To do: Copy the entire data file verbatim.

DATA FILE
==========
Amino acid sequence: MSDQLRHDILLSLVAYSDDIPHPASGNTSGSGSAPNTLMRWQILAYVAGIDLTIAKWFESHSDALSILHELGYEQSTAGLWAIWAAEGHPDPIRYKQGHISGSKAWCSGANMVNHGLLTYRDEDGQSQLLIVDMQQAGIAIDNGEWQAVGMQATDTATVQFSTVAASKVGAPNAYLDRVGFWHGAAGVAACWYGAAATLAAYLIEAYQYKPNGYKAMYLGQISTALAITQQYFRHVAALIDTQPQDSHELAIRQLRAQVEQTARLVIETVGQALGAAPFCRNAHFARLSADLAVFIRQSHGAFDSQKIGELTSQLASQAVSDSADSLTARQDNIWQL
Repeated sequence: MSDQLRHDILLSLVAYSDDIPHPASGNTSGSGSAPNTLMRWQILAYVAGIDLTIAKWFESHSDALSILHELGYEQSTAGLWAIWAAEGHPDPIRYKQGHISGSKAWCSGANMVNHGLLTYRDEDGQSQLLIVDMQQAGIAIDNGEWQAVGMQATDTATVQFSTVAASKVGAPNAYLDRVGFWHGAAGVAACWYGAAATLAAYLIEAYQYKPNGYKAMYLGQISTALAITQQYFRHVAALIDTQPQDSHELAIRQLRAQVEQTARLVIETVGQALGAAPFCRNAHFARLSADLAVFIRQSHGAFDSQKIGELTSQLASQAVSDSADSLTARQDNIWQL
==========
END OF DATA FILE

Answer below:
Amino acid sequence: MSDQLRHDILLSLVAYSDDIPHPASGNTSGSGSAPNTLMRWQILAYVAGIDLTIAKWFESHSDALSILHELGYEQSTAGLWAIWAAEGHPDPIRYKQGHISGSKAWCSGANMVNHGLLTYRDEDGQSQLLIVDMQQAGIAIDNGEWQAVGMQATDTATVQFSTVAASKVGAPNAYLDRVGFWHGAAGVAACWYGAAATLAAYLIEAYQYKPNGYKAMYLGQISTALAITQQYFRHVAALIDTQPQDSHELAIRQLRAQVEQTARLVIETVGQALGAAPFCRNAHFARLSADLAVFIRQSHGAFDSQKIGELTSQLASQAVSDSADSLTARQDNIWQL
Repeated sequence: MSDQLRHDILLSLVAYSDDIPHPASGNTSGSGSAPNTLMRWQILAYVAGIDLTIAKWFESHSDALSILHELGYEQSTAGLWAIWAAEGHPDPIRYKQGHISGSKAWCSGANMVNHGLLTYRDEDGQSQLLIVDMQQAGIAIDNGEWQAVGMQATDTATVQFSTVAASKVGAPNAYLDRVGFWHGAAGVAACWYGAAATLAAYLIEAYQYKPNGYKAMYLGQISTALAITQQYFRHVAALIDTQPQDSHELAIRQLRAQVEQTARLVIETVGQALGAAPFCRNAHFARLSADLAVFIRQSHGAFDSQKIGELTSQLASQAVSDSADSLTARQDNIWQL